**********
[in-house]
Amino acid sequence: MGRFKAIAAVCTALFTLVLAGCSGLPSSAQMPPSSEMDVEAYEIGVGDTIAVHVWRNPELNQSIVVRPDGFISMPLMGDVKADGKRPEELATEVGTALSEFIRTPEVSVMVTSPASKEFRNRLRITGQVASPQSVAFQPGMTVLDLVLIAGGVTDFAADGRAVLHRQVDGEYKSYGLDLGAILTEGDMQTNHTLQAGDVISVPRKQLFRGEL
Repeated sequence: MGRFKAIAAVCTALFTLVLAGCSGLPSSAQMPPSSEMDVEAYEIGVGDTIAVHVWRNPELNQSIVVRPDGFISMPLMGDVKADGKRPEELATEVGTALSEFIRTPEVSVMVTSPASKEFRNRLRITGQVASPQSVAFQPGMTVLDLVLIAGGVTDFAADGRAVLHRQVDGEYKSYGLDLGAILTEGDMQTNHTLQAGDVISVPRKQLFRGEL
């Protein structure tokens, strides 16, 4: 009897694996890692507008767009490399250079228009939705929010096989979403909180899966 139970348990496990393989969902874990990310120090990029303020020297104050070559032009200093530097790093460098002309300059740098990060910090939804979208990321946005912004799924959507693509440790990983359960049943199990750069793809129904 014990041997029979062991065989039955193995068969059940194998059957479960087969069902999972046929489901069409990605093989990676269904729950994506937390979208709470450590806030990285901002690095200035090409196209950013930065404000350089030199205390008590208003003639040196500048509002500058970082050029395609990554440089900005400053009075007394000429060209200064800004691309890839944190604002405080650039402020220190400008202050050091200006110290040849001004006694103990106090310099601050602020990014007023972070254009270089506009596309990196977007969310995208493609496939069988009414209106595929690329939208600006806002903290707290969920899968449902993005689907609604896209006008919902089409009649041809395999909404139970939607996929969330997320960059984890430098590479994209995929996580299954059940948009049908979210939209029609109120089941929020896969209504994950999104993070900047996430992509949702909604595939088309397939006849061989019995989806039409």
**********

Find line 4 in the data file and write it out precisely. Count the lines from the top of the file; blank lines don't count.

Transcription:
């Protein structure tokens, strides 16, 4: 009897694996890692507008767009490399250079228009939705929010096989979403909180899966 139970348990496990393989969902874990990310120090990029303020020297104050070559032009200093530097790093460098002309300059740098990060910090939804979208990321946005912004799924959507693509440790990983359960049943199990750069793809129904 014990041997029979062991065989039955193995068969059940194998059957479960087969069902999972046929489901069409990605093989990676269904729950994506937390979208709470450590806030990285901002690095200035090409196209950013930065404000350089030199205390008590208003003639040196500048509002500058970082050029395609990554440089900005400053009075007394000429060209200064800004691309890839944190604002405080650039402020220190400008202050050091200006110290040849001004006694103990106090310099601050602020990014007023972070254009270089506009596309990196977007969310995208493609496939069988009414209106595929690329939208600006806002903290707290969920899968449902993005689907609604896209006008919902089409009649041809395999909404139970939607996929969330997320960059984890430098590479994209995929996580299954059940948009049908979210939209029609109120089941929020896969209504994950999104993070900047996430992509949702909604595939088309397939006849061989019995989806039409």